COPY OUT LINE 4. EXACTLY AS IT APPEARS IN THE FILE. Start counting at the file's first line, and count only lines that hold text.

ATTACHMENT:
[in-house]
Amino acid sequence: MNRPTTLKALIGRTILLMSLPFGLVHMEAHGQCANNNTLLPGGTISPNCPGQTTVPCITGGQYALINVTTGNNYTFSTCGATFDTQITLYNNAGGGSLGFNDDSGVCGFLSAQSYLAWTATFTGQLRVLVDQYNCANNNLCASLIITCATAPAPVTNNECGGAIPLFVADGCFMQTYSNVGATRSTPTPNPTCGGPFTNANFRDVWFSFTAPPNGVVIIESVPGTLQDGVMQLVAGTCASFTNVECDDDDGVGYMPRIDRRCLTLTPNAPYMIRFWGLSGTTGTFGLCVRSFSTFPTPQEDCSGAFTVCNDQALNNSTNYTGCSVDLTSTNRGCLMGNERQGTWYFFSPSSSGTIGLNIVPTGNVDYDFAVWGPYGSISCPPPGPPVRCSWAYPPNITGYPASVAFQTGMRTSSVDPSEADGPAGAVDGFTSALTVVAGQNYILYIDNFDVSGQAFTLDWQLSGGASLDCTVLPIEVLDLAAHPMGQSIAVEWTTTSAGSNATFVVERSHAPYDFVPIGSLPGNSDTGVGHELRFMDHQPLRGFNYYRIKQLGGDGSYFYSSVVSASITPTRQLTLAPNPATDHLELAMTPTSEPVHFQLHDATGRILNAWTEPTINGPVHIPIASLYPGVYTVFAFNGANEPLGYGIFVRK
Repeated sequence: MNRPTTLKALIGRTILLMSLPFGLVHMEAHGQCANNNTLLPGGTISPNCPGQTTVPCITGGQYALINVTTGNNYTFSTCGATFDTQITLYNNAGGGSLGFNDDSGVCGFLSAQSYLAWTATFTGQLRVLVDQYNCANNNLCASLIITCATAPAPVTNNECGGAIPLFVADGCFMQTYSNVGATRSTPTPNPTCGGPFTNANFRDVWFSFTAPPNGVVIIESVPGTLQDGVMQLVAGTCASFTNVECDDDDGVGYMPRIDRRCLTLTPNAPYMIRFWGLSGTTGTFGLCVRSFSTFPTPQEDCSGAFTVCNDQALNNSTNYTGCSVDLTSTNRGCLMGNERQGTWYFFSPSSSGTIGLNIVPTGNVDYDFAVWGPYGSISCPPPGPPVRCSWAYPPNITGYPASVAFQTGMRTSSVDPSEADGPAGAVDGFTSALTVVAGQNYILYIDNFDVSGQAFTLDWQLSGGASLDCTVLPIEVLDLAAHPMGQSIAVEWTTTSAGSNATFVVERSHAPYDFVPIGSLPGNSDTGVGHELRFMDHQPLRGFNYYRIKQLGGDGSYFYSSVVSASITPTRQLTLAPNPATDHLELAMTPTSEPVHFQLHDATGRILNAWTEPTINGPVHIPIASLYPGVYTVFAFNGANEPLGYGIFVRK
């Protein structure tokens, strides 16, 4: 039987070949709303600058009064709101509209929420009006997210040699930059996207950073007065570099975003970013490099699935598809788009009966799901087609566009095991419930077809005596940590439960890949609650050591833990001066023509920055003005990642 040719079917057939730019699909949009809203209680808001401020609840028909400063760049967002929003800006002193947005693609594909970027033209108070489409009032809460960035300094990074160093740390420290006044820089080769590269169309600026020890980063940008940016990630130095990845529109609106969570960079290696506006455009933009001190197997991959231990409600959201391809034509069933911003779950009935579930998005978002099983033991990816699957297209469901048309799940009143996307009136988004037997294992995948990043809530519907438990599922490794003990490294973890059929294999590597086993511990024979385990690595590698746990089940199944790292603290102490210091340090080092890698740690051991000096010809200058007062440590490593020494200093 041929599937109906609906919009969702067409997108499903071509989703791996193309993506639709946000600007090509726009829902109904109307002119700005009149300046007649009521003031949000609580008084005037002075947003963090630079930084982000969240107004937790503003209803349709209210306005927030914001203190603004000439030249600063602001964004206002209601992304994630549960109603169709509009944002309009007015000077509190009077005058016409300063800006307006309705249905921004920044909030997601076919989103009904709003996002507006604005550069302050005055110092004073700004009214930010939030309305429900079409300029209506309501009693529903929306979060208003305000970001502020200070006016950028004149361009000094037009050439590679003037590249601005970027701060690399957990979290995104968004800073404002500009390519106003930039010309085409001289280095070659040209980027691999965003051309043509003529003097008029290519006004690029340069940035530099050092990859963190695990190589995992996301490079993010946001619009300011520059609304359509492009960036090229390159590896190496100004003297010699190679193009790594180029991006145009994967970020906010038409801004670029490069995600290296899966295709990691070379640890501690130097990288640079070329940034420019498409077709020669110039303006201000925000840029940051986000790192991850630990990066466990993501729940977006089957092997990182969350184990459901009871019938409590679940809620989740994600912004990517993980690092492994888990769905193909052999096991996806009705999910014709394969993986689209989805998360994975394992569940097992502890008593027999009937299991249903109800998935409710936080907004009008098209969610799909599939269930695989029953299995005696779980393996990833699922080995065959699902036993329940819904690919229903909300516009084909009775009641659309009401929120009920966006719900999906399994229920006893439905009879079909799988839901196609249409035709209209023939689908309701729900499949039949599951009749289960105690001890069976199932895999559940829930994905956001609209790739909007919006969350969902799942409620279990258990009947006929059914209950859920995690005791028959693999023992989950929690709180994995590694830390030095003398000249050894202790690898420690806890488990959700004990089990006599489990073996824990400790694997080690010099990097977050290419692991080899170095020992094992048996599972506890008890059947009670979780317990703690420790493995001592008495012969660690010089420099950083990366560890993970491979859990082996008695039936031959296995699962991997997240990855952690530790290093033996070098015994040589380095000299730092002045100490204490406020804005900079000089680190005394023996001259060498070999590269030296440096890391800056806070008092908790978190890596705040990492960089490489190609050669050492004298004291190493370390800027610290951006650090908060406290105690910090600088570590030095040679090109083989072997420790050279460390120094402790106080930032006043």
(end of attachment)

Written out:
């Protein structure tokens, strides 16, 4: 039987070949709303600058009064709101509209929420009006997210040699930059996207950073007065570099975003970013490099699935598809788009009966799901087609566009095991419930077809005596940590439960890949609650050591833990001066023509920055003005990642 040719079917057939730019699909949009809203209680808001401020609840028909400063760049967002929003800006002193947005693609594909970027033209108070489409009032809460960035300094990074160093740390420290006044820089080769590269169309600026020890980063940008940016990630130095990845529109609106969570960079290696506006455009933009001190197997991959231990409600959201391809034509069933911003779950009935579930998005978002099983033991990816699957297209469901048309799940009143996307009136988004037997294992995948990043809530519907438990599922490794003990490294973890059929294999590597086993511990024979385990690595590698746990089940199944790292603290102490210091340090080092890698740690051991000096010809200058007062440590490593020494200093 041929599937109906609906919009969702067409997108499903071509989703791996193309993506639709946000600007090509726009829902109904109307002119700005009149300046007649009521003031949000609580008084005037002075947003963090630079930084982000969240107004937790503003209803349709209210306005927030914001203190603004000439030249600063602001964004206002209601992304994630549960109603169709509009944002309009007015000077509190009077005058016409300063800006307006309705249905921004920044909030997601076919989103009904709003996002507006604005550069302050005055110092004073700004009214930010939030309305429900079409300029209506309501009693529903929306979060208003305000970001502020200070006016950028004149361009000094037009050439590679003037590249601005970027701060690399957990979290995104968004800073404002500009390519106003930039010309085409001289280095070659040209980027691999965003051309043509003529003097008029290519006004690029340069940035530099050092990859963190695990190589995992996301490079993010946001619009300011520059609304359509492009960036090229390159590896190496100004003297010699190679193009790594180029991006145009994967970020906010038409801004670029490069995600290296899966295709990691070379640890501690130097990288640079070329940034420019498409077709020669110039303006201000925000840029940051986000790192991850630990990066466990993501729940977006089957092997990182969350184990459901009871019938409590679940809620989740994600912004990517993980690092492994888990769905193909052999096991996806009705999910014709394969993986689209989805998360994975394992569940097992502890008593027999009937299991249903109800998935409710936080907004009008098209969610799909599939269930695989029953299995005696779980393996990833699922080995065959699902036993329940819904690919229903909300516009084909009775009641659309009401929120009920966006719900999906399994229920006893439905009879079909799988839901196609249409035709209209023939689908309701729900499949039949599951009749289960105690001890069976199932895999559940829930994905956001609209790739909007919006969350969902799942409620279990258990009947006929059914209950859920995690005791028959693999023992989950929690709180994995590694830390030095003398000249050894202790690898420690806890488990959700004990089990006599489990073996824990400790694997080690010099990097977050290419692991080899170095020992094992048996599972506890008890059947009670979780317990703690420790493995001592008495012969660690010089420099950083990366560890993970491979859990082996008695039936031959296995699962991997997240990855952690530790290093033996070098015994040589380095000299730092002045100490204490406020804005900079000089680190005394023996001259060498070999590269030296440096890391800056806070008092908790978190890596705040990492960089490489190609050669050492004298004291190493370390800027610290951006650090908060406290105690910090600088570590030095040679090109083989072997420790050279460390120094402790106080930032006043």